Example:

  # This makes an AuthUserFile whose user names must start with 'ftp', and
  # whose homes cannot start with /home.
  AuthUserFile /etc/ftpd/passwd name ^ftp home !^/home

Note: In order to prevent other users from modifying the AuthUserFile, the mod_auth_file module requires that the permissions on the file not be world-readable or world-writable, and that the directory containing the file not be world-writable. In addition, if the file is not a file (e.g. the path points to a symlink, or a FIFO, etc), a warning will be logged on server startup/restart.


Installation

The mod_auth_file module is compiled by default.

Frequently Asked Questions

Question: I found that only the first 8 characters of passwords are used! This is a security bug!
Answer: No, it is not.

The default Unix password hashing scheme uses the Data Encryption Standard (DES) algorithm. As per the crypt(3) man page, only the first 8 characters of the password are used. Thus this 8 character limitation comes from the underlying system authentication, not from proftpd. The whole purpose of the PAM system was to enable replacing the use of DES with other authentication algorithms, which do not have this 8 character limitation.

Later, other crypt(3) implementations were made which can also support algorithms such as MD5, or Blowfish. Some platforms support these enhanced versions of crypt(3), some do not. The ftpasswd script can generate AuthUserFiles which use the MD5 algorithm instead of DES.

Question: Why does mod_auth_file refuse to use an AuthUserFile (or AuthGroupFile) that is world-readable/writable? I see messages like the following logged:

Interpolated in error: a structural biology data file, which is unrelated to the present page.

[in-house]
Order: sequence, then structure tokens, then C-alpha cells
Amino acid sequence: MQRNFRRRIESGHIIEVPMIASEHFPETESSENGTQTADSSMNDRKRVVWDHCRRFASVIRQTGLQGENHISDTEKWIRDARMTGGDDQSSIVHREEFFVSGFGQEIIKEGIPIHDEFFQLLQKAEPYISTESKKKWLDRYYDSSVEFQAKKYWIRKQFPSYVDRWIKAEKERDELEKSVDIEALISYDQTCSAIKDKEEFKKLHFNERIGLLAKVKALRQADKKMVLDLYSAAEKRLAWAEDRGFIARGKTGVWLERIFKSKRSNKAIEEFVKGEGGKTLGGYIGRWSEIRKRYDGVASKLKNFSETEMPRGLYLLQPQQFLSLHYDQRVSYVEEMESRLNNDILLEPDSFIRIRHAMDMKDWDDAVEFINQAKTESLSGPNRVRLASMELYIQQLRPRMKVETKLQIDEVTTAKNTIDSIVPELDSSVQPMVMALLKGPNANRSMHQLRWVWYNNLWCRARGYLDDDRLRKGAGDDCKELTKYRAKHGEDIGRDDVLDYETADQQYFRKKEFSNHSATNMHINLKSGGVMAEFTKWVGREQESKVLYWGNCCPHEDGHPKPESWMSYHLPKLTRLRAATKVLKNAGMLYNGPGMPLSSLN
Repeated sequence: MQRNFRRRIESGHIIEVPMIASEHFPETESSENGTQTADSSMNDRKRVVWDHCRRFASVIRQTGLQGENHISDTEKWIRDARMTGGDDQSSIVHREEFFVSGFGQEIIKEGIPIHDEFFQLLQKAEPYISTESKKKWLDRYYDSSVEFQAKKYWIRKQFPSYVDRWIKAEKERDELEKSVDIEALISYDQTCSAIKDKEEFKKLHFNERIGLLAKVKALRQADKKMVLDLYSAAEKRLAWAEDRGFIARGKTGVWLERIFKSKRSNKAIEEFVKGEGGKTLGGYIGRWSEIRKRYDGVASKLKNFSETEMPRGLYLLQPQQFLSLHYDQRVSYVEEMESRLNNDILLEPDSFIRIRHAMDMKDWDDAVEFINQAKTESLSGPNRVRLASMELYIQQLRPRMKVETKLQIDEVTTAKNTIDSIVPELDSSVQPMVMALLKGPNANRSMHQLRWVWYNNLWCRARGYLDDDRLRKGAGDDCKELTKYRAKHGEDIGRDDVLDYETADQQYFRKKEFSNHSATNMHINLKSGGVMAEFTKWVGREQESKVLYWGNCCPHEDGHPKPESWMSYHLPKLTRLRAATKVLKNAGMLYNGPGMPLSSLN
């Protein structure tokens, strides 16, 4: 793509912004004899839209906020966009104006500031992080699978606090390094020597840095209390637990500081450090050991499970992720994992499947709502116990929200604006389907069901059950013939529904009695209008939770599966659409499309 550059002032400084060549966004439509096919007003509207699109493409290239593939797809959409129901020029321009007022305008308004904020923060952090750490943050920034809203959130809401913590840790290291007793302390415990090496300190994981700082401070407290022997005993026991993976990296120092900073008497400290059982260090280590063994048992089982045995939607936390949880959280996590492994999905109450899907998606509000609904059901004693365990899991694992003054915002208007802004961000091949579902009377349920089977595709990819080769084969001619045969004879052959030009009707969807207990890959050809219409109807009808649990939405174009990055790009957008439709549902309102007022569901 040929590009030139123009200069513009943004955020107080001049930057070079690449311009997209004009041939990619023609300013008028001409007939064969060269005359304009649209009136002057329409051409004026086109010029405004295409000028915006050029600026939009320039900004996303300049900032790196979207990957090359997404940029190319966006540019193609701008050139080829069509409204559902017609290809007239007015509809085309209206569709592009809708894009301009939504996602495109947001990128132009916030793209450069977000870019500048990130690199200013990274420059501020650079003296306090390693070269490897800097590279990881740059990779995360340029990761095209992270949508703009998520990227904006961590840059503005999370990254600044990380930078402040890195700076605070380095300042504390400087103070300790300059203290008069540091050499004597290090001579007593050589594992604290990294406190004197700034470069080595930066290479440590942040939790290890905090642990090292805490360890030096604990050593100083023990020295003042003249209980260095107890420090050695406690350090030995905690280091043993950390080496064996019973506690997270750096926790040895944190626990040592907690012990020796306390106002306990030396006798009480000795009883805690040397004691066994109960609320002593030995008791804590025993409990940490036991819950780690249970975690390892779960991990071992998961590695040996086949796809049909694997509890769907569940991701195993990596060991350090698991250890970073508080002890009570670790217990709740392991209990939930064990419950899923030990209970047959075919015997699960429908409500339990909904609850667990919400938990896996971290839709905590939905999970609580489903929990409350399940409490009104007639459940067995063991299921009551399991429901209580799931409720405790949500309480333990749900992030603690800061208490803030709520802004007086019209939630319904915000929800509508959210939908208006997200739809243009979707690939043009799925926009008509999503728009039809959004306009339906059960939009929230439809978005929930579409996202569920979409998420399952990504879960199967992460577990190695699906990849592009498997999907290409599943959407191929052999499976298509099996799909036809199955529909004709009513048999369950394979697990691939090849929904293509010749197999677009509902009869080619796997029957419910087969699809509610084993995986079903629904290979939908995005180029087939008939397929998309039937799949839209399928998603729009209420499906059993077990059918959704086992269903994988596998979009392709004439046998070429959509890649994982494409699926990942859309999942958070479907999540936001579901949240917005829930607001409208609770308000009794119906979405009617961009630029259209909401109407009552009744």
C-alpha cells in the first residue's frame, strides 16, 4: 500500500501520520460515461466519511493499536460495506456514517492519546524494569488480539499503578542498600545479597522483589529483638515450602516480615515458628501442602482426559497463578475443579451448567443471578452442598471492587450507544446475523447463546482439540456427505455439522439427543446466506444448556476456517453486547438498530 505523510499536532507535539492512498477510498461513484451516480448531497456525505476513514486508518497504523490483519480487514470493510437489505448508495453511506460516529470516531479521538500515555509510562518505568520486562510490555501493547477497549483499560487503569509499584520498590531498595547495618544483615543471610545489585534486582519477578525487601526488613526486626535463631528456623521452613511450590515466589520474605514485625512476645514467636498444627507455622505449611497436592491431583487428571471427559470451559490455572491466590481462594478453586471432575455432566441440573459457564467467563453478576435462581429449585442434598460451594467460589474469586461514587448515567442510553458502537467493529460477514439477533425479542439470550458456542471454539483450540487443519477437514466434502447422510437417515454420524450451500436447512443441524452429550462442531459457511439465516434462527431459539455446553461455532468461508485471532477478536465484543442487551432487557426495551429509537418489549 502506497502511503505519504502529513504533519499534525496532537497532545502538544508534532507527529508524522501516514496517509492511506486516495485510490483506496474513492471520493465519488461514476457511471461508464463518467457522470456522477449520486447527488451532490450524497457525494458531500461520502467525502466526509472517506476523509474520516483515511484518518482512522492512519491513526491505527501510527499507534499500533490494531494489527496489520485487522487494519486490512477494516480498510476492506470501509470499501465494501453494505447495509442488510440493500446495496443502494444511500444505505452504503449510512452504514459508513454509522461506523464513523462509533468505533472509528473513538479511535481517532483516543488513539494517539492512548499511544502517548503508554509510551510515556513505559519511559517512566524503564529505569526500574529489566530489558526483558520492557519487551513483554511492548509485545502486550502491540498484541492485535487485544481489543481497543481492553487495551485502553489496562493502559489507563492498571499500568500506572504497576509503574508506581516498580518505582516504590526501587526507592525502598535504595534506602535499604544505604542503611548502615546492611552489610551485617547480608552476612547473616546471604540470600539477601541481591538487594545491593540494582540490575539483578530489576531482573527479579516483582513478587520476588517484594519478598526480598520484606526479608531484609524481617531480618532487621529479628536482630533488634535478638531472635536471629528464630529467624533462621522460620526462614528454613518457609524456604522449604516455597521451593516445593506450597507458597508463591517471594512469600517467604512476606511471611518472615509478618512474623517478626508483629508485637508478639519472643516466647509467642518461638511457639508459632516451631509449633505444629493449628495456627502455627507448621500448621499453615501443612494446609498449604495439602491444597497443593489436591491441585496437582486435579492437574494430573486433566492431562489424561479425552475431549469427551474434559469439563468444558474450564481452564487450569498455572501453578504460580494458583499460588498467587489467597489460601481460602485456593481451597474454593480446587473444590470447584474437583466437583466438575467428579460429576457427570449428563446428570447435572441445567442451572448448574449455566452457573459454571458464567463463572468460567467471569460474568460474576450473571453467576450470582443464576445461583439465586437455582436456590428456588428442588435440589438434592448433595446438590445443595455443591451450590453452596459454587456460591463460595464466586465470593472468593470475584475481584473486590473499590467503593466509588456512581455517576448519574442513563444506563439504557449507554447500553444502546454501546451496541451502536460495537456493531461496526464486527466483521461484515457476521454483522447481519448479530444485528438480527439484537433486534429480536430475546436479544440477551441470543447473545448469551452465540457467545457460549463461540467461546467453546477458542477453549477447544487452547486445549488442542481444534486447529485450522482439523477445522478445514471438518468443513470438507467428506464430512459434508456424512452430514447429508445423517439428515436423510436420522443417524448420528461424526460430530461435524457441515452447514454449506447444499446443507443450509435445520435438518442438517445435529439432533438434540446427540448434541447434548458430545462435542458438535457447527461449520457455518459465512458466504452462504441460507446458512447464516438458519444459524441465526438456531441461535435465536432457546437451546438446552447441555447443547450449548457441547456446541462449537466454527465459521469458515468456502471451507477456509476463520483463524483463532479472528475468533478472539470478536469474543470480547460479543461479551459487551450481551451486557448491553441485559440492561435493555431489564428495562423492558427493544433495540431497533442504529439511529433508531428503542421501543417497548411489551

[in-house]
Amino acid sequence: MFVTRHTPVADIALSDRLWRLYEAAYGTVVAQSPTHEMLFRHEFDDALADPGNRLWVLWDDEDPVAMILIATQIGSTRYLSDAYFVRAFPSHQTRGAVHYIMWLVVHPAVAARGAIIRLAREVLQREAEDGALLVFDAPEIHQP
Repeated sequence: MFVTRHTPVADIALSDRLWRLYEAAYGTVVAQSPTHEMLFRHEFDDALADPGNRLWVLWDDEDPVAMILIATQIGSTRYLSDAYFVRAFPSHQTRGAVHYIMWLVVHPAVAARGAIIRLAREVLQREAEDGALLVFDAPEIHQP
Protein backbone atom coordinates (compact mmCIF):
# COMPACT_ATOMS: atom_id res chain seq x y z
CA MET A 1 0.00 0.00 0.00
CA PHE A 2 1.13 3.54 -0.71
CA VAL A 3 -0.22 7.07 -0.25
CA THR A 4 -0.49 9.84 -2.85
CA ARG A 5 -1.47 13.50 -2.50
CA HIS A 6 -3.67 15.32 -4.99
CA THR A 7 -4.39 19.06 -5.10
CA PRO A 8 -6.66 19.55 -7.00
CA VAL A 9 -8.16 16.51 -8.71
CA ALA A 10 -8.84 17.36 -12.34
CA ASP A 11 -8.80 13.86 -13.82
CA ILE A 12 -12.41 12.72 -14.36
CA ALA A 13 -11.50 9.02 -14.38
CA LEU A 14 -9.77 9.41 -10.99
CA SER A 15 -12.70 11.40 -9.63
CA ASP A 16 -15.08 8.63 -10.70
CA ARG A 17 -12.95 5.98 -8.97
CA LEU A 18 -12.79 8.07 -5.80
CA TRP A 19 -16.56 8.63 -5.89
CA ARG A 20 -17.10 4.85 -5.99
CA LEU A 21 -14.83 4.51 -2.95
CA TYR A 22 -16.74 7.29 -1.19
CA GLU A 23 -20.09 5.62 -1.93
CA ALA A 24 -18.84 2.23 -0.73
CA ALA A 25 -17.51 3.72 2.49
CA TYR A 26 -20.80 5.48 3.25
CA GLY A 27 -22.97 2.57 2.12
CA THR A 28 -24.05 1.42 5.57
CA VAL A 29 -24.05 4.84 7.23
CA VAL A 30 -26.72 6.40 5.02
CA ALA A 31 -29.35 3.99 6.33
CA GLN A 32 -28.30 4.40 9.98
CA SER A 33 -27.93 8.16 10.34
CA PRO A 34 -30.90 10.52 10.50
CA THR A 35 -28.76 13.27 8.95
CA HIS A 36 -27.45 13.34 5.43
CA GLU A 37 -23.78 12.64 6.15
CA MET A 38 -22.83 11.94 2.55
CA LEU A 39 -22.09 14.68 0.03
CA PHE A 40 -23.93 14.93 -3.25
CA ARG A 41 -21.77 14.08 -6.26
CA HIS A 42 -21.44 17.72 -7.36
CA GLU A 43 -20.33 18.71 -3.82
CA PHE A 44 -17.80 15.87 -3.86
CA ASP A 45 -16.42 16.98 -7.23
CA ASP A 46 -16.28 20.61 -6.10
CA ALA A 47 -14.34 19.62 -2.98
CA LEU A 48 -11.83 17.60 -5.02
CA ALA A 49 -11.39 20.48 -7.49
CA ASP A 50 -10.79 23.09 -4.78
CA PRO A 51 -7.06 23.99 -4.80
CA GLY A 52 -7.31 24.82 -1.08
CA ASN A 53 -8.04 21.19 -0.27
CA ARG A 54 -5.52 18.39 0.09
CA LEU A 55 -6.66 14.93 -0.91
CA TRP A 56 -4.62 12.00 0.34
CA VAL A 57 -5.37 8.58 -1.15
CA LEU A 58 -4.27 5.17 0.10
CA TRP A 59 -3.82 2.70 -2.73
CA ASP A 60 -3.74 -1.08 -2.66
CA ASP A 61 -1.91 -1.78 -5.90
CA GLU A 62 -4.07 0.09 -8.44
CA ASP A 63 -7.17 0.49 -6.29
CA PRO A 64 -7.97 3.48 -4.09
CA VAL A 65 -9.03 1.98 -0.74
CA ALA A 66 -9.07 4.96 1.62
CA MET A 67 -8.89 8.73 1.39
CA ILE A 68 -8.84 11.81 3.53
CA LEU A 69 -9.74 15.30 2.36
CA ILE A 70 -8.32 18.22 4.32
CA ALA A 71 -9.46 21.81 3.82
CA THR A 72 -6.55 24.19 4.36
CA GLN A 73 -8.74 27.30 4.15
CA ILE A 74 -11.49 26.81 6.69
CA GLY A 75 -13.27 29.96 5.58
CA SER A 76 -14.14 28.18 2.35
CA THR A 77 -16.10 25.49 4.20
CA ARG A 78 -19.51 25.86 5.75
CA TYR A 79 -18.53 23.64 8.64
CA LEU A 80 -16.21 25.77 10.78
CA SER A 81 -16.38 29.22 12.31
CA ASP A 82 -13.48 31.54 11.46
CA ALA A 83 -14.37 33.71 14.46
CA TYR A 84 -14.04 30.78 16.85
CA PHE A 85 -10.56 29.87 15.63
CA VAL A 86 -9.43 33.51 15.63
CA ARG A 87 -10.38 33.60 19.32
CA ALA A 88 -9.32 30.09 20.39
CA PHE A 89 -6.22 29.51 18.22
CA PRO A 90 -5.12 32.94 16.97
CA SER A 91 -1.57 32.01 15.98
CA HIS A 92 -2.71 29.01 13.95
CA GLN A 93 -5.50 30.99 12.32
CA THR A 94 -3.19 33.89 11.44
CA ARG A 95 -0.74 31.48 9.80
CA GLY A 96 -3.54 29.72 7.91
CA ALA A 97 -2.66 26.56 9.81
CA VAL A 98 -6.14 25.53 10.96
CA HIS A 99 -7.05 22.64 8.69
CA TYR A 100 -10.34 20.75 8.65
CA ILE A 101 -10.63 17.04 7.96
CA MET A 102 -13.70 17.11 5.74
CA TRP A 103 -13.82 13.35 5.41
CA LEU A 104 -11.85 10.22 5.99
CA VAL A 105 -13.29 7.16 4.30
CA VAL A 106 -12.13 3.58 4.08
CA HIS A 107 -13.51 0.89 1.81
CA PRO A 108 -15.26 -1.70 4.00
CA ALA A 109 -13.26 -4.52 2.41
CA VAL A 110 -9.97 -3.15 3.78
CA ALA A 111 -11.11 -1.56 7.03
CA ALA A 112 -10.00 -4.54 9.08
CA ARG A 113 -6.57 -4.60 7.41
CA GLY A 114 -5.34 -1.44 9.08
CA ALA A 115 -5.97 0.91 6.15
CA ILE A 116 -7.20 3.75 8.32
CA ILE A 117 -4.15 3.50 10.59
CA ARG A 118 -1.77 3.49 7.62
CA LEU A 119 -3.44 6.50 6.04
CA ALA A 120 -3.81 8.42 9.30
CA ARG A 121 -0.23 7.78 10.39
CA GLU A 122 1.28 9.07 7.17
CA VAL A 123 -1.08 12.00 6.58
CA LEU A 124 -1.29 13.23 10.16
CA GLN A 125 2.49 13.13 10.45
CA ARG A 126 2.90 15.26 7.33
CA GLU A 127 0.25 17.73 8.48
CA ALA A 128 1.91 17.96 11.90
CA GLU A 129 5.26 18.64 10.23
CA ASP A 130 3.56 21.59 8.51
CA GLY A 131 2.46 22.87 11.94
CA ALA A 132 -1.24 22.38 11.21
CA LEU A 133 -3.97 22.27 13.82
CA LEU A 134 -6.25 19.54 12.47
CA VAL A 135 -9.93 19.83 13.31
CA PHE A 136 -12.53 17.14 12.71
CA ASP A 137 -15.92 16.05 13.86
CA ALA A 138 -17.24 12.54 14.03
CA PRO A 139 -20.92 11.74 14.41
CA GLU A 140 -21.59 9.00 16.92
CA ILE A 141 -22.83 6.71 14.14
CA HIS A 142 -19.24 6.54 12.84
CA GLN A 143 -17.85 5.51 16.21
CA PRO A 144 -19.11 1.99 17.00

mod_auth_file/1.0: unable to use world-readable AuthUserFile '/etc/proftpd/ftpd.passwd'
or:
  mod_auth_file/1.0: unable to use world-writable AuthUserFile '/etc/proftpd/ftpd.passwd'

Answer: If an AuthUserFile or AuthGroupFile is world-writable, then any user on the system can edit that file. They can create new users, or change the entries for existing users such that those users have different privileges, perhaps even root privileges. In short, having AuthUserFile or AuthGroupFile with world-writable permissions is an unsafe configuration, and now mod_auth_file prevents this.

If the AuthUserFile is world-readable, then any user on the system can read that file, including the hashed password. This can allow for offline dictionary/cracking attempts against those hashes. This is also an unsafe configuration, and thus mod_auth_file does not allow world-readable AuthUserFiles.

Similarly, mod_auth_file will refuse to use an AuthUserFile or AuthGroupFile if that file lives in a directory, and that directory has world-writable permissions (even if the configured file itself is not world-writable). A world-writable directory would allow any system user to delete the AuthUserFile, and add their own, or to add a symlink, etc. It is another unsafe configuration against which mod_auth_file now guards.



Author: $Author: castaglia $
Last Updated: $Date: 2014/01/22 04:18:09 $